Structure and Classification of Retroviruses

  • John M. Coffin
Part of the The Viruses book series (VIRS)

Abstract

The retroviruses encompass a large family of infectious agents (Retroviridae) unified by a common virion structure and mode of replication. Retroviruses have been isolated from most vertebrate species in which they have been sought, and have been found to display a remarkable diversity in their association with the host. Table I gives a list of some of the more commonly encountered viruses. At the one end of the diversity, infections with some retroviruses can lead to uniformly fatal conditions, such as AIDS, a variety of malignancies, neurologic diseases, and other clinical conditions. At the other end, some retroviruses induce only a benign viremia with no outward adverse effects, and can even become established as DNA in the germ line and passed as “endogenous” viruses from generation to generation. Indeed, the line between endogenous viruses and the retrotransposable elements found in large numbers in the genome of all eukaryotes is very fine (Chapters 1 and 4). This chapter will be concerned with a discussion of general properties of the retroviruses, the structure of their virions, and their classification. Its scope will be limited to those elements which are demonstrably viruses.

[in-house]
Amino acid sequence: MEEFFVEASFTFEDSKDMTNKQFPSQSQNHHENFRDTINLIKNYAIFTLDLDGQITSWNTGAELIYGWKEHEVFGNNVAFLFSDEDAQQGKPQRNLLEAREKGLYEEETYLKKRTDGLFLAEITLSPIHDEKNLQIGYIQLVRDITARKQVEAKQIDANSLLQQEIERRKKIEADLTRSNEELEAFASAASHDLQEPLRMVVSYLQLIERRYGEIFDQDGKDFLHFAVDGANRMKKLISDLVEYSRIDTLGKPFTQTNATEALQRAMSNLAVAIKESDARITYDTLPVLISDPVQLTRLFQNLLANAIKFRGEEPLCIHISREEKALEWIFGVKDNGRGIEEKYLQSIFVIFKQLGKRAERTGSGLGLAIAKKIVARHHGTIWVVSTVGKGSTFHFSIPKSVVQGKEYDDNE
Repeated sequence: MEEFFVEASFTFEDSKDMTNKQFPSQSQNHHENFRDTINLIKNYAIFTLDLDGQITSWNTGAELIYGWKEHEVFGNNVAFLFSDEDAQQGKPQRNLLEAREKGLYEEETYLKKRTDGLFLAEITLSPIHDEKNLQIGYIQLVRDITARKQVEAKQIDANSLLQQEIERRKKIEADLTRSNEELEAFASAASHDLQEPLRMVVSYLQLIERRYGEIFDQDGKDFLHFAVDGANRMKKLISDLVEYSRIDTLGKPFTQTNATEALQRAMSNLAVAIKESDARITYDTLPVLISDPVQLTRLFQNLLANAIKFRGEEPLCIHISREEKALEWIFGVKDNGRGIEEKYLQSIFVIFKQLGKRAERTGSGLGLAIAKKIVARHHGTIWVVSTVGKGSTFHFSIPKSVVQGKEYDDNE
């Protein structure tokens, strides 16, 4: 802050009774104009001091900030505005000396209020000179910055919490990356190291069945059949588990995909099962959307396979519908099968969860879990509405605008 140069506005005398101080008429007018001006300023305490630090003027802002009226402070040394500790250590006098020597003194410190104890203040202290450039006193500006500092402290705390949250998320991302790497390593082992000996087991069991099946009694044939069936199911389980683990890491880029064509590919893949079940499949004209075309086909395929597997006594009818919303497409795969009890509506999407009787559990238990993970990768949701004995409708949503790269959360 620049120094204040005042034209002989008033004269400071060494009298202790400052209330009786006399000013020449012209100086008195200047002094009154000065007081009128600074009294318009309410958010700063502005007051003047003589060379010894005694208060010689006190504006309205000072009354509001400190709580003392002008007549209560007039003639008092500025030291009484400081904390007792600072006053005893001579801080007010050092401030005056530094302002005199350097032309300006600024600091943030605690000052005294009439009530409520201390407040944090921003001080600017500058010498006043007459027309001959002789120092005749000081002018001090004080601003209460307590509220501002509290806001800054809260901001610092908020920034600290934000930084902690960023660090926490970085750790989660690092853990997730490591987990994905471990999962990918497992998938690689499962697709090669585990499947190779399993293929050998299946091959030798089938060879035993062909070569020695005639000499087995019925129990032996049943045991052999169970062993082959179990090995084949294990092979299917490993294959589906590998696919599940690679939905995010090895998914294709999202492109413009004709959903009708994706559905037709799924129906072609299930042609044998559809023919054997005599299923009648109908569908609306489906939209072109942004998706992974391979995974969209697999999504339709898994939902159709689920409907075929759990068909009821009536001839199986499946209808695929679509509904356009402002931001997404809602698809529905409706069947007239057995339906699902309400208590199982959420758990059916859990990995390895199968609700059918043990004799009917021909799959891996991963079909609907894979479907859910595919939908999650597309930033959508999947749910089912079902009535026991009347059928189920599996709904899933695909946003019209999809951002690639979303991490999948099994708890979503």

Keywords

Lymphoma Leukemia Recombination Adenosine Sarcoma 

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© Springer Science+Business Media New York 1992

Authors and Affiliations

  • John M. Coffin
    • 1
  1. 1.Department of Molecular Biology and MicrobiologyTufts University School of MedicineBostonUSA

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